Alcoholic liver disease (ALD) prevalence, particularly the subset with advanced liver disease, is not well defined. Herein, we aim to provide a comprehensive assessment of ALD epidemiology across the spectrum of disease severity and across different settings using 3 unique US databases.
We performed a retrospective, observational study of US adults with ALD using 2001–2016 National Health and Nutrition Examination Survey (NHANES), 2007–2014 Nationwide Inpatient Sample (NIS), and 2007–2017 United Network for Organ Sharing (UNOS) registry. ALD in the NHANES was defined using clinical laboratory data and self-reported alcohol use, among which fibrosis-4 score of >2.67 defined stage ≥3 fibrosis. Alcoholic cirrhosis (AC) in the NIS was identified using International Classification of Diseases, Ninth Revision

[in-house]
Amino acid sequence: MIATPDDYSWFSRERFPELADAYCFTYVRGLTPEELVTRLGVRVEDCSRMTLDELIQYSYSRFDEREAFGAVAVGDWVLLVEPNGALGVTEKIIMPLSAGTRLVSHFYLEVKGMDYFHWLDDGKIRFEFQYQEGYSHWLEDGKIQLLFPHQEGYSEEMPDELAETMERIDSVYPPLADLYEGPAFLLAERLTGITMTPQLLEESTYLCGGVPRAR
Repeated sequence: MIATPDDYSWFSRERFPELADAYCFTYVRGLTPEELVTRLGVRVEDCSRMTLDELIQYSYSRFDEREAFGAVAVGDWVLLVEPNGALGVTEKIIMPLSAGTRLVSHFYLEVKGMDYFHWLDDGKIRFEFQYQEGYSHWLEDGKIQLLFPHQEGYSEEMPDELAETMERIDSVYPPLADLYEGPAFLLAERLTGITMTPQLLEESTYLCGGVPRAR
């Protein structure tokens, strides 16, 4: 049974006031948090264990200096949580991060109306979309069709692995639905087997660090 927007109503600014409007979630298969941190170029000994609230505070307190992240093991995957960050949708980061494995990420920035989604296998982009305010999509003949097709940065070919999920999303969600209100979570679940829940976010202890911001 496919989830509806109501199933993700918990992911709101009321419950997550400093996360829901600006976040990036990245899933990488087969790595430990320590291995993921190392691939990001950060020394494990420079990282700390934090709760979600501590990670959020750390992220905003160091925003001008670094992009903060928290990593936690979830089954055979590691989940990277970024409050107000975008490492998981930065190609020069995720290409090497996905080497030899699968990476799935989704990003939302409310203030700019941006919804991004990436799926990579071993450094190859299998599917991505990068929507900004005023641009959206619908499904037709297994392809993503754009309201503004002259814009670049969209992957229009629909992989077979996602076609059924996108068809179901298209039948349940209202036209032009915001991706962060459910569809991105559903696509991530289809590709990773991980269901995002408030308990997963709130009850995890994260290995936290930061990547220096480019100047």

codes. ALD in the UNOS was identified using UNOS coding.
From 2001–2002 to 2015–2016, the overall weighted ALD prevalence was stable from 8.8% to 8.1% (P
= 0.102), whereas the proportion of ALD with stage ≥3 fibrosis increased from 2.2% (95% CI: 0.4–4.0) to 6.6% (95% CI: 2.0–9.9; P
= 0.007) (NHANES). From 2007 to 2014, the number of hospitalizations among patients with AC per 1,000 increased by 32.8%, and the proportion of hospitalizations among the patients with AC with ≥3 cirrhosis complications increased from 11.6% in 2007 to 25.8% in 2014 (Ptrend
< 0.0001) (NIS). From 2007 to 2017, the total number of adults with ALD listed for liver transplant increased by 63.4% and the proportion with concurrent hepatocellular carcinoma increased by 178% (UNOS).
Among these 3 US databases, consistent observations of increasing ALD severity emphasize the urgent need for greater awareness about the consequences of unhealthy alcohol use and interventions aimed specifically at addressing alcohol use disorders.